THE impact of disrupted education since the COVID-19 outbreak has been devastating, with learners between 75 per cent and a full school year behind where they should be, according to latest statistics. Rotational attendance, sporadic school closures and days off for specific grades, have resulted in school children losing 54 per cent of learning time.
Some 400,000 to 500,000 learners have reportedly also dropped out of school altogether over the past 16-months.
This is most likely for children living in informal urban and rural settings, with household poverty also playing a critical role. The total number of out of school children is now up to 750,000.
“The reality is that South Africa cannot afford to lose another learner or another hour of learning time,” said Christine Muhigana, UNICEF South Africa Representative. “It is urgent that we get every child back into the classroom, safely, now,” Muhigana added.
Being out of school not only leads to learning loss but mental distress, exposure to violence and abuse, missed school-based meals and reduced development of social skills. In the longer-term, the skills needed to transition into working lives will be affected.
Evidence also shows that when children are out of school, women are twice as likely to take on childcare responsibilities, affecting their ability to work or search for work.
The switch to blended learning, following the COVID-19 outbreak, was quick and included rotational classes, as well as access to online, radio and TV educational resources.
“Remote learning has been a lifeline for some children but for the most vulnerable in South Africa, even this was out of reach,” said Muhigana. Access to the devices, data and skills necessary to navigate online resources are simply not possible for many children. “We need to ensure that we prioritize vulnerable girls and boys in all our efforts to keep children in classrooms,” added Muhigana.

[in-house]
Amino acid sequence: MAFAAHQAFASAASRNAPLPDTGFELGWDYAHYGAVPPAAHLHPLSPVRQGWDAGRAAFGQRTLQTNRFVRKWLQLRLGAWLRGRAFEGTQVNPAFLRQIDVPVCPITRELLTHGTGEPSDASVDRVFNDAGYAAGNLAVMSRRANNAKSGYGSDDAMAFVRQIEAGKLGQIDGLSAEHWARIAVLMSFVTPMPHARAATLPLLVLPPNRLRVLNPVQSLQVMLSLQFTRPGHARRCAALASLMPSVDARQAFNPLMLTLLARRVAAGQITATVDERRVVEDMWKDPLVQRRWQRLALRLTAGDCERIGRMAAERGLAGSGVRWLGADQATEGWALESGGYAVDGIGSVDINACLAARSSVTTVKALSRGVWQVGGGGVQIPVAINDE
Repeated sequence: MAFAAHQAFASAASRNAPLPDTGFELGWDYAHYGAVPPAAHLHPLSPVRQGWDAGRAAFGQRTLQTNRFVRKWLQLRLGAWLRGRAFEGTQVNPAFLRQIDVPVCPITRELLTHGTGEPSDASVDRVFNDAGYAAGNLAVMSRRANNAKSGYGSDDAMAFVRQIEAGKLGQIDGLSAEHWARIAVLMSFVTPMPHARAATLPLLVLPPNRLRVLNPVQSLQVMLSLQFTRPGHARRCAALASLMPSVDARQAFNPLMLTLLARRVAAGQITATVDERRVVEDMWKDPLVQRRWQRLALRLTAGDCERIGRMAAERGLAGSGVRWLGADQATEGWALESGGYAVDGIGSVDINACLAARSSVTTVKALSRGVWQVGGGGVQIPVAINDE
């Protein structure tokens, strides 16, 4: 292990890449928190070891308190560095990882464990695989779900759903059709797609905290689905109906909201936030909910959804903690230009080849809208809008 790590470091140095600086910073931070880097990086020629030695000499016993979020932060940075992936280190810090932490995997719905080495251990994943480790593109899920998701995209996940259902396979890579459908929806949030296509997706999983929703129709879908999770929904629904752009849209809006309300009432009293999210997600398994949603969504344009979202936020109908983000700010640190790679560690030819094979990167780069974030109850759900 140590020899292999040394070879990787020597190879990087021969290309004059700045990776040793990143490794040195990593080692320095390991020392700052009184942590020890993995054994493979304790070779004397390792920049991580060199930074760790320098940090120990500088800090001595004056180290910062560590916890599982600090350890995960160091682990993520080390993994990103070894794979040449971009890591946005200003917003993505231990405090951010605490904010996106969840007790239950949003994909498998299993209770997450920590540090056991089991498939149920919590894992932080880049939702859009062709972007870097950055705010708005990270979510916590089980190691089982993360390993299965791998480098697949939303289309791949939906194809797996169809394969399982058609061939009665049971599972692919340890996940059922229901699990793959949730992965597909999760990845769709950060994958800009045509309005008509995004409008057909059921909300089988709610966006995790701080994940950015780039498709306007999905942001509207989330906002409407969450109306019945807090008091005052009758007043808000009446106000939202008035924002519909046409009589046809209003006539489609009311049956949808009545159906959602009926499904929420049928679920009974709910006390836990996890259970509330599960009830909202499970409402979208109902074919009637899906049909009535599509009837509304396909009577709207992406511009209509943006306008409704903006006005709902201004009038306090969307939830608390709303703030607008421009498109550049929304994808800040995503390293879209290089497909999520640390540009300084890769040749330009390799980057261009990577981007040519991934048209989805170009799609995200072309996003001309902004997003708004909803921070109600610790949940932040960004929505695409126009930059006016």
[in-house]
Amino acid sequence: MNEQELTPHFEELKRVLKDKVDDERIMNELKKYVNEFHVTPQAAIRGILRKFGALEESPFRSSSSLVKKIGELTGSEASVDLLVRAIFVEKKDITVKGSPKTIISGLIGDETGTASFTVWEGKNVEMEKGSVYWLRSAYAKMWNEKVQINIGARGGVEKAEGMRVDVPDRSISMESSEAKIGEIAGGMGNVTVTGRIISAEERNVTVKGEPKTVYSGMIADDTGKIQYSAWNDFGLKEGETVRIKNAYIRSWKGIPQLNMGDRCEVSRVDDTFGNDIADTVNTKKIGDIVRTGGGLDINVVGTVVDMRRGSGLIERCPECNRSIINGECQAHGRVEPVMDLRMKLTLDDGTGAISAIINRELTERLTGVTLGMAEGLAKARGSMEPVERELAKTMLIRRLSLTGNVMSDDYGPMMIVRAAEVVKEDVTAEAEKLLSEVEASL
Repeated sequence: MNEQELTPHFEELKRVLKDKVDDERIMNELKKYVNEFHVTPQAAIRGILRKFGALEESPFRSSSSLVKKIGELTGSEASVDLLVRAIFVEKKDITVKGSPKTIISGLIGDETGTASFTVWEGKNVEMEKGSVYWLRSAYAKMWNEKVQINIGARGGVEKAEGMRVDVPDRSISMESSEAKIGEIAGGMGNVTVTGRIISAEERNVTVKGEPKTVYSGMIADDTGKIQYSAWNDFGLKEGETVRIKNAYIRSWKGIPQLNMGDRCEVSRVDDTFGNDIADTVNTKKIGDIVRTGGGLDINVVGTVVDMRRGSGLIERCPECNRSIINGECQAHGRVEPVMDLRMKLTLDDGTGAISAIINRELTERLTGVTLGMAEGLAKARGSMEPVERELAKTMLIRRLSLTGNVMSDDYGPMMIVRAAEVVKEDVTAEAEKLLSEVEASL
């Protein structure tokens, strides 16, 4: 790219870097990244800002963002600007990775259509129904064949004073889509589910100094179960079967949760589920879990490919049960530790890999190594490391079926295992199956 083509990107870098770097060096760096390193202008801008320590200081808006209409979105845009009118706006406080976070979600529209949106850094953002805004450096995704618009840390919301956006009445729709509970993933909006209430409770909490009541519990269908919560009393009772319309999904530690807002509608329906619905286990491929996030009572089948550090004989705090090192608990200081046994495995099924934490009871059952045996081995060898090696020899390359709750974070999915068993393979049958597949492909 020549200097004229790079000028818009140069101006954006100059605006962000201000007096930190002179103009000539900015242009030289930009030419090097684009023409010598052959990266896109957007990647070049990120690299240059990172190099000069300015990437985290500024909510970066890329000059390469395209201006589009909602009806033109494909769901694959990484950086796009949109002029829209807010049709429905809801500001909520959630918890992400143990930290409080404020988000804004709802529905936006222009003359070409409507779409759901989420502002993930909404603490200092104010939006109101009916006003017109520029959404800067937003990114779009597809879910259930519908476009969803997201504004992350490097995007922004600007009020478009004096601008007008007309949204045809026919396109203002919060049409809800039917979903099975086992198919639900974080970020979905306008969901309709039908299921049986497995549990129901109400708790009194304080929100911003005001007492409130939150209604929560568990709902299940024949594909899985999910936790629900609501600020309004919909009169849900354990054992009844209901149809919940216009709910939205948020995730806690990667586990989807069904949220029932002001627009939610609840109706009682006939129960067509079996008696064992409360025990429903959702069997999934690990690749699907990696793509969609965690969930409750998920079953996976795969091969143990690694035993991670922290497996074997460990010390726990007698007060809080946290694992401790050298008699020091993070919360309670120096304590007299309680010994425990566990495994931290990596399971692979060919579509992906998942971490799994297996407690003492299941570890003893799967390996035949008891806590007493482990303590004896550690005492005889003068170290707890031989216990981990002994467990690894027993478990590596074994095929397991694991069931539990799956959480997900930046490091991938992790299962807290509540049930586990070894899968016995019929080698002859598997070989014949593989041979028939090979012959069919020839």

The education system can’t afford any further shocks, such as the recent unrest which resulted in more than 140 schools being vandalized in KwaZulu-Natal and Gauteng. This comes on the back of the more than 2,000 schools that were looted and damaged during the hard COVID-19 lockdown last year.
“The twin burden of COVID-19 and recent disruptions equally affects teachers, supporting and improving their well-being should be a priority,” said Muhigana. “We are glad that the Department of Basic Education is hosting the first ever ‘Teacher Wellness Seminar’ and UNICEF is committed to provide its full support to the education sector,” she added.
To keep every child in class, UNICEF is lending its support to the Department of Basic Education and partners in the ongoing efforts to:
Promote community dialogues that engage parents, caregivers, and community leaders in school life, to increase their ownership over local schools, which in-turn can help ensure their protection.Maintain adherence to the child-friendly COVID-19 standard operating procedures and protocols to keep children, teachers, and educational staff as safe as possible.Cover the last mile in further increasing COVID-19 vaccination coverage in the education sector.Continue improving access to handwashing facilities and hygiene promotion activities for all children. UNICEF and its partners will build on work that has already seen 400 handwashing stations installed in targeted schools that lack decent facilities.Promote and scale-up effective remedial programmes to help students get back on track.Improve access to psychosocial support for children and educational staff to cope with the ongoing stress of COVID-19 and the recent unrest.
UNICEF calls on all stakeholders to ‘Reimagine Education’ to help regain the ground lost, by taking advantage of emerging technologies to accelerate education service delivery, while focusing on equity and broader partnerships for greater impact.